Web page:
Abu Bekr, the first successor of the Prophet Mohammed, was head of the Moslem community from 632 to 634. He set about patching up the internal unrest between tribes. Then Omar, caliph (head of the Moslem community) from 634 to 644, initiated an explosive expansion of Islam. He seized Syria, then Jerusalem and finally Damascus in 638 after having defeated Heraclius. In 635, other Arab troops launched an assault on the Sassanian Empire, and crossed the Euphrates. The downfall of the empire was well underway when the Arab horsemen dealt the deathblow to the Sassanid dynasty and overran Persia first entering Ctesiphon in 637. Successive victories were to follow. They emerged victorious from the engagement at Nahavand in 642, which left the way open for them to enter the Iranian plateau. The conquest of Persia continued with the fall of Afghanistan (651) and then Transoxiana (674).
The Abbasid Dynasty (750-945) established its capital at Baghad, near the old Sassanian capital. For a century, the empire experienced a time of unprecedented cultural, artistic and economic development, particularly during the reigns of Harun al-Rashid (786-809) and al-Mamun (813-833). Persian scholars and artists played an important role in this intellectual activity; from the very beginning of the Abbasid Caliphate, they had been placed in charge of the highest court functions, and a large number of Iranian customs and traditions were rapidly adopted in Baghdad.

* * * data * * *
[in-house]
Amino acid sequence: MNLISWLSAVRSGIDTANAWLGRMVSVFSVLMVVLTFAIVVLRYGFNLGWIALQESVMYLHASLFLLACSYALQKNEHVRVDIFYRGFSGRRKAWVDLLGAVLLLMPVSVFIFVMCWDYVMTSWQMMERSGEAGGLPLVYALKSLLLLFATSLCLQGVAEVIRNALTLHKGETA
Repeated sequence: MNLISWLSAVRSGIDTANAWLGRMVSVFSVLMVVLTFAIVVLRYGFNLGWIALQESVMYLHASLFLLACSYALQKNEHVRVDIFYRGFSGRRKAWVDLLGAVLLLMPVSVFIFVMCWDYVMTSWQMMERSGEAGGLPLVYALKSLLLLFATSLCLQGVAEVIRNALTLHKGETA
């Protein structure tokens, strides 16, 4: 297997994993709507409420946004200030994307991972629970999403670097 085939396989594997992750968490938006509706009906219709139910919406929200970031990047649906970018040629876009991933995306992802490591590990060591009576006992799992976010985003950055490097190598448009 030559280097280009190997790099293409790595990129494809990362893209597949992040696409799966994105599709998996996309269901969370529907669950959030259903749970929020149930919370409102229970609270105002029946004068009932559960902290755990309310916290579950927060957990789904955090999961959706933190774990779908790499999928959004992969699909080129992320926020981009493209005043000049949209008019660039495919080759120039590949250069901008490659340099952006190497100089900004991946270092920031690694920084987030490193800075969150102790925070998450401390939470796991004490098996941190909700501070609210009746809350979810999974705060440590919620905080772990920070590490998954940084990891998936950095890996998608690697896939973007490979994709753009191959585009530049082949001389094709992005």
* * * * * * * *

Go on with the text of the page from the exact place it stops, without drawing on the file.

From the second half of the 9th Century a period of decline began, and by the middle of the 10th Century, the Abbassid caliphs at Baghdad had no real political control over Iran. The governors whom the caliphs had appointed to administer the frontier provinces displayed a tendency to establish virtually independent local dynasties. Some of these included the Tahirids of Khurasan (820 - 873), the Samanids of Khurasan and Transoxiana (819 - 1005) and their offshoot, the Ghaznavids of Khurasan, Afghanistan and northern India (977 - 1186).
In 945 the Buwayids, a local dynasty from Gilan occupied Baghdad. During their 110 years of rule, the Buwayids seized all political power from the Abbassid caliphs.
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Persian Art Through the Centuries
Copyright© 1998 K. Kianush, Art Arena